During these uncertain times, please keep safety in mind and consider adding destinations to your bucket list to visit at a later date.
1. Wasatch Mountains
Our Wasatch Mountains are stunning, and one of the first things you see as you fly into the Salt Lake City International Airport. Utahns truly feel lucky to live here when we see our impressive mountains.
2. Delicate Arch
Utah’s most famous and most frequently photographed arch, Delicate is recognizable to our state’s youngest schoolchildren.
3. Eagle Gate Monument
Brigham Young had this gate erected in 1859. It’s been replaced several times over the years, but it’s always been a very distinctive feature of our capital city.
4. Mirror Lake
Perhaps one of Utah’s most photographed lakes, it’s hard not to recognize photos of this beautiful spot.
5. Park City Main Street
Park City’s Main Street is adorable, and most Utahns have visited it at one time or another. Since it’s also the site of the Sundance Film Festival, it’s probably recognizable to people all over the country.
6. University of Utah Stadium
The stadium of Utah’s largest state university is instantly recognizable for anyone who lives in or visits the Salt Lake City area. Even if you’re not a football fan, the stadium overlooks the city and was the site for the 2002 Olympic Opening Ceremonies.
7. Utah State Capitol
What happens in the building has a tremendous impact on the daily lives of Utahns. We should certainly recognize our state’s capitol.
8. Dinah the Big Pink Dino
If you’ve ever visited Vernal, you’ll instantly recognize Dinah.
9. Walker Bank Building
When it opened in 1912, the Walker Bank Building was the tallest building between Chicago and San Francisco. Though it’s not the tallest building in the state anymore, it’s still very recognizable by its lighted, 64-foot tower, which changes color according to Salt Lake’s weather conditions.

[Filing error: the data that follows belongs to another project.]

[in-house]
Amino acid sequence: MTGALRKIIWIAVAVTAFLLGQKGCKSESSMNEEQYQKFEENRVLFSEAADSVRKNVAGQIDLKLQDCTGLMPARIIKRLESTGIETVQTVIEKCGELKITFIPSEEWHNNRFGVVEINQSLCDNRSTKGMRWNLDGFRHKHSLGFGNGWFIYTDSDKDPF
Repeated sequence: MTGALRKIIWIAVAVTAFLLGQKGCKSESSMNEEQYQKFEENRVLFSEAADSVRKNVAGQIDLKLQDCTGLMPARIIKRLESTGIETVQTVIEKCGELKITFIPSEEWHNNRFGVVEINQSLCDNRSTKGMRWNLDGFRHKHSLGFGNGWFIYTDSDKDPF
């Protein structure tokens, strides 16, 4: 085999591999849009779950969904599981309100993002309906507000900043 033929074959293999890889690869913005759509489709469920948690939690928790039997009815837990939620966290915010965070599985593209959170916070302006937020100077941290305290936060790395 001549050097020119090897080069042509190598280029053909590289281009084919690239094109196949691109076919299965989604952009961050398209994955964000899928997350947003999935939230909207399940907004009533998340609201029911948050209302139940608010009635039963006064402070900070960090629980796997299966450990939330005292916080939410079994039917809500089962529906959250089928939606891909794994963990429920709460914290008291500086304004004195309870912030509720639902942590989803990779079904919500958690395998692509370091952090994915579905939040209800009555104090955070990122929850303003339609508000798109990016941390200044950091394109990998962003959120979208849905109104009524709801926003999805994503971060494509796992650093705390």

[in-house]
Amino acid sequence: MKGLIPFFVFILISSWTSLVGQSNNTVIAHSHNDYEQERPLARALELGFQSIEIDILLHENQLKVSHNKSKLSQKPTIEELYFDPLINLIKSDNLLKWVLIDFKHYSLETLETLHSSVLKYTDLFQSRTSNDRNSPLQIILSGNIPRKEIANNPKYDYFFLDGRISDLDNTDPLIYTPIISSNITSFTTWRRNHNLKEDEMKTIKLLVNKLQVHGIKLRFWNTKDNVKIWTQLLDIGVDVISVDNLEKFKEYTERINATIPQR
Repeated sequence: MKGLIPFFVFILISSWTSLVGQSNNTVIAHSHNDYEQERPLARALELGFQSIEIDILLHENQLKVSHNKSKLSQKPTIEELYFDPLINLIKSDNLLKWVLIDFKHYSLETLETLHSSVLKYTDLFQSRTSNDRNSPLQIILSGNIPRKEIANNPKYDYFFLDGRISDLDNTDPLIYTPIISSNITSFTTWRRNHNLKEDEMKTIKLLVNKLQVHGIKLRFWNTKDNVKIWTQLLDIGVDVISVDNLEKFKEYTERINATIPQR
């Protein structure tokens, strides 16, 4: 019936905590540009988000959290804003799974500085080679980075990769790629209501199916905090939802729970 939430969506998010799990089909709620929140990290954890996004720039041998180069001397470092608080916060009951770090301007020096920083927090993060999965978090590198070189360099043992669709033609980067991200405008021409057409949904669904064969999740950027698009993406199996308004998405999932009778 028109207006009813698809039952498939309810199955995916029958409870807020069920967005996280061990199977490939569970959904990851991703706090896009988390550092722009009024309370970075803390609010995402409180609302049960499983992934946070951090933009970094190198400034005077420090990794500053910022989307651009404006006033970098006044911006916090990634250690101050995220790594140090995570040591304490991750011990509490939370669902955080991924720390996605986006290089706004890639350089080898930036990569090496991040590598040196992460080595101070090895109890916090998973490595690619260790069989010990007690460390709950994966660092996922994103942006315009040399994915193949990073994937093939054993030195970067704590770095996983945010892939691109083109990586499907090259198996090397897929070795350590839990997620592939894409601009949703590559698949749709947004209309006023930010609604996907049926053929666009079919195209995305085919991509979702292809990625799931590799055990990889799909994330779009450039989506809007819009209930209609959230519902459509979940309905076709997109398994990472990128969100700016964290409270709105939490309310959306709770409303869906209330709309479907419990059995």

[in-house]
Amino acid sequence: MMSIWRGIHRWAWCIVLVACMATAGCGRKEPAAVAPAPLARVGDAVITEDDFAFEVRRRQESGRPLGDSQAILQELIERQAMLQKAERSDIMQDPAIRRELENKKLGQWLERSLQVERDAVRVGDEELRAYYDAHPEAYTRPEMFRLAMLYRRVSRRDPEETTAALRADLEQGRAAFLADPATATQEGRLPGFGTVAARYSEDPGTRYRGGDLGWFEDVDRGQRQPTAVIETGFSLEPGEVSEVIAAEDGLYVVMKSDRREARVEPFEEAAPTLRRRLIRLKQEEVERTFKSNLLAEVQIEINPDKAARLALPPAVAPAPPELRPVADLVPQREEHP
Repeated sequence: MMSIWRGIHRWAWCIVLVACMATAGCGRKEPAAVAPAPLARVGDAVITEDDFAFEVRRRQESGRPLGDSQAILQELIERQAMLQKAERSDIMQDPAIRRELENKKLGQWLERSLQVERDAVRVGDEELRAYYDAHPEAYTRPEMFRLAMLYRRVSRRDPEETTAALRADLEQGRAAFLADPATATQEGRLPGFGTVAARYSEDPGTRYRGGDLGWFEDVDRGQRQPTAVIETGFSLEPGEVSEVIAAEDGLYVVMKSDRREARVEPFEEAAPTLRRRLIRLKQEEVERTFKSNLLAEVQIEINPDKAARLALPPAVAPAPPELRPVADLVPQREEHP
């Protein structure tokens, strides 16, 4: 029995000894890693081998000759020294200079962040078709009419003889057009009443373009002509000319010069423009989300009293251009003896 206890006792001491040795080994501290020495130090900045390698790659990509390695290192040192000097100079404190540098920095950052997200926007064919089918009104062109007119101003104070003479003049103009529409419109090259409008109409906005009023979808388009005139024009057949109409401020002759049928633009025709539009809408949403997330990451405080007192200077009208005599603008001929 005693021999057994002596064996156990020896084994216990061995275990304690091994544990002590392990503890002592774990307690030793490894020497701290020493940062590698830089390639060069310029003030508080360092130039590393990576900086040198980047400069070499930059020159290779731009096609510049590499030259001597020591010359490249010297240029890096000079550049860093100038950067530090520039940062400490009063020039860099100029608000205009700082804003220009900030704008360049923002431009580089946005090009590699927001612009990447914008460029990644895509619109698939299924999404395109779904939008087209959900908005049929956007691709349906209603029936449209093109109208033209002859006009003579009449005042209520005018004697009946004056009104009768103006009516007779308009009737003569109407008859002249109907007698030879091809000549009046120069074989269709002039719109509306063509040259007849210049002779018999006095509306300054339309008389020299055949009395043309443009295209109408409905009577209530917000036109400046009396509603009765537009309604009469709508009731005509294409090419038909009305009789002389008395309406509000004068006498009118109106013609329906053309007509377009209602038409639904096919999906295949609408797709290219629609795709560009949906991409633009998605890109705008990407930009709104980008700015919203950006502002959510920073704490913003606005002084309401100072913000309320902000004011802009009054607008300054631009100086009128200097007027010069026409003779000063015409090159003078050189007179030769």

10. Spiral Jetty
Created in 1970 by Robert Smithson, Spiral Jetty is one of Utah’s most recognizable works of art.
11. This is the Place Monument
When the pioneers arrived in the Salt Lake Valley,
12. Bryce Canyon National Park
The distinctive hoodoos and rock formations of Bryce Canyon National Park are uniquely Utah.
13. U.S. Courthouse for the Utah District
The relatively new District Courthouse opened in April, 2014 and has been compared to a huge air conditioner compressor, the “Borg Cube Ship” from Star Trek and the “Central Bureaucracy” building from the show Futurama. Love it or hate it, you have to admit that it’s quite distinctive.
14. Salt Lake Temple
Whether you’re Mormon or not, you’ll certainly recognize photos of the Salt Lake City LDS Temple.
15. Bingham Canyon Mine
One of the largest open-pit mines in the world, the Bingham Canyon Mine is recognizable even from outer space.
16. Great Salt Lake
The Great Salt Lake is the largest saltwater lake in the Western hemisphere, and Utahns instantly recognize its image.
17. Rio Tinto Stadium
Real Salt Lake routinely sells out seats at its games, so it stands to reason that its stadium would be instantly recognizable to many Utahns.
18. Lagoon’s Roller Coaster
Lagoon’s white, wooden roller coaster is the fourth oldest in the United States. It’s been in operation since 1921, so most Utahns have seen it (and probably ridden it).
19. Metaphor: The Tree of Utah
This quirky, creative, weird work of art sits in the desert between Wendover and Lakepoint. Artist Karl Momen completed it in the 1980s. There’s nothing like it in the rest of the country.